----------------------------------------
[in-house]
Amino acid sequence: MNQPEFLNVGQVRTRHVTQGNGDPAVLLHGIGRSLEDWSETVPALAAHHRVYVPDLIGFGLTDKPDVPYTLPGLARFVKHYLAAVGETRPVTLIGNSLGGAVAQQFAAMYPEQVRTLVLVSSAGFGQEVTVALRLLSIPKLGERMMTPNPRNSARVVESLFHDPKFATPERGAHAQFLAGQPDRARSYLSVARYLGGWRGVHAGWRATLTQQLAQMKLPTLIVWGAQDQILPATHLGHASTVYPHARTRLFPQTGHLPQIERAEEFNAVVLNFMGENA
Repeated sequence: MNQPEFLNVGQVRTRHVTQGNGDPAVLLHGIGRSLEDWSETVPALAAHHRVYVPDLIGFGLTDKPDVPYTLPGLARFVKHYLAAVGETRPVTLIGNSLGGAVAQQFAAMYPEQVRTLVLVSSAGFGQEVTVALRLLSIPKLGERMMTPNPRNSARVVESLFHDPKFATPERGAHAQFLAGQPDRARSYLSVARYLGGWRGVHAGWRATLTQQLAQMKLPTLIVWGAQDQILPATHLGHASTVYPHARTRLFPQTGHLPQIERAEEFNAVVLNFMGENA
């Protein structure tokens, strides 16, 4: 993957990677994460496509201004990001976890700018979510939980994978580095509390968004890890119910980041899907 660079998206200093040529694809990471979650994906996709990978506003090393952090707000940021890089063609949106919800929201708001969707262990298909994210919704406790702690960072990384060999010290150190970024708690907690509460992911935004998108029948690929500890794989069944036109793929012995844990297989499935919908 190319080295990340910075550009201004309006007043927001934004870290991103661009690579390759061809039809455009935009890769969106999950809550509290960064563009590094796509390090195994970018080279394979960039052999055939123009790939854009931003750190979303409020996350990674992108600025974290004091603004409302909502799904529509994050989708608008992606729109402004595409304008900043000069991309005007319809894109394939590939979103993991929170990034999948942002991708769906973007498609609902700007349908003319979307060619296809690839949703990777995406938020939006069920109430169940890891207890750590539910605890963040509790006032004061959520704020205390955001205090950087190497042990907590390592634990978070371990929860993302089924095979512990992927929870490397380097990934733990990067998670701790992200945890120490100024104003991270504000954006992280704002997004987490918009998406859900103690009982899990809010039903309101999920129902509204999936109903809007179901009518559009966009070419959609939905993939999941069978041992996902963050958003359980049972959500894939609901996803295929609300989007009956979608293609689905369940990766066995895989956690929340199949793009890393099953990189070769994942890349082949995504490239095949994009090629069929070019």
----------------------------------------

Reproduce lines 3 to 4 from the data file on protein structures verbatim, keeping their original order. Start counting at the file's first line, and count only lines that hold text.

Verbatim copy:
Repeated sequence: MNQPEFLNVGQVRTRHVTQGNGDPAVLLHGIGRSLEDWSETVPALAAHHRVYVPDLIGFGLTDKPDVPYTLPGLARFVKHYLAAVGETRPVTLIGNSLGGAVAQQFAAMYPEQVRTLVLVSSAGFGQEVTVALRLLSIPKLGERMMTPNPRNSARVVESLFHDPKFATPERGAHAQFLAGQPDRARSYLSVARYLGGWRGVHAGWRATLTQQLAQMKLPTLIVWGAQDQILPATHLGHASTVYPHARTRLFPQTGHLPQIERAEEFNAVVLNFMGENA
């Protein structure tokens, strides 16, 4: 993957990677994460496509201004990001976890700018979510939980994978580095509390968004890890119910980041899907 660079998206200093040529694809990471979650994906996709990978506003090393952090707000940021890089063609949106919800929201708001969707262990298909994210919704406790702690960072990384060999010290150190970024708690907690509460992911935004998108029948690929500890794989069944036109793929012995844990297989499935919908 190319080295990340910075550009201004309006007043927001934004870290991103661009690579390759061809039809455009935009890769969106999950809550509290960064563009590094796509390090195994970018080279394979960039052999055939123009790939854009931003750190979303409020996350990674992108600025974290004091603004409302909502799904529509994050989708608008992606729109402004595409304008900043000069991309005007319809894109394939590939979103993991929170990034999948942002991708769906973007498609609902700007349908003319979307060619296809690839949703990777995406938020939006069920109430169940890891207890750590539910605890963040509790006032004061959520704020205390955001205090950087190497042990907590390592634990978070371990929860993302089924095979512990992927929870490397380097990934733990990067998670701790992200945890120490100024104003991270504000954006992280704002997004987490918009998406859900103690009982899990809010039903309101999920129902509204999936109903809007179901009518559009966009070419959609939905993939999941069978041992996902963050958003359980049972959500894939609901996803295929609300989007009956979608293609689905369940990766066995895989956690929340199949793009890393099953990189070769994942890349082949995504490239095949994009090629069929070019």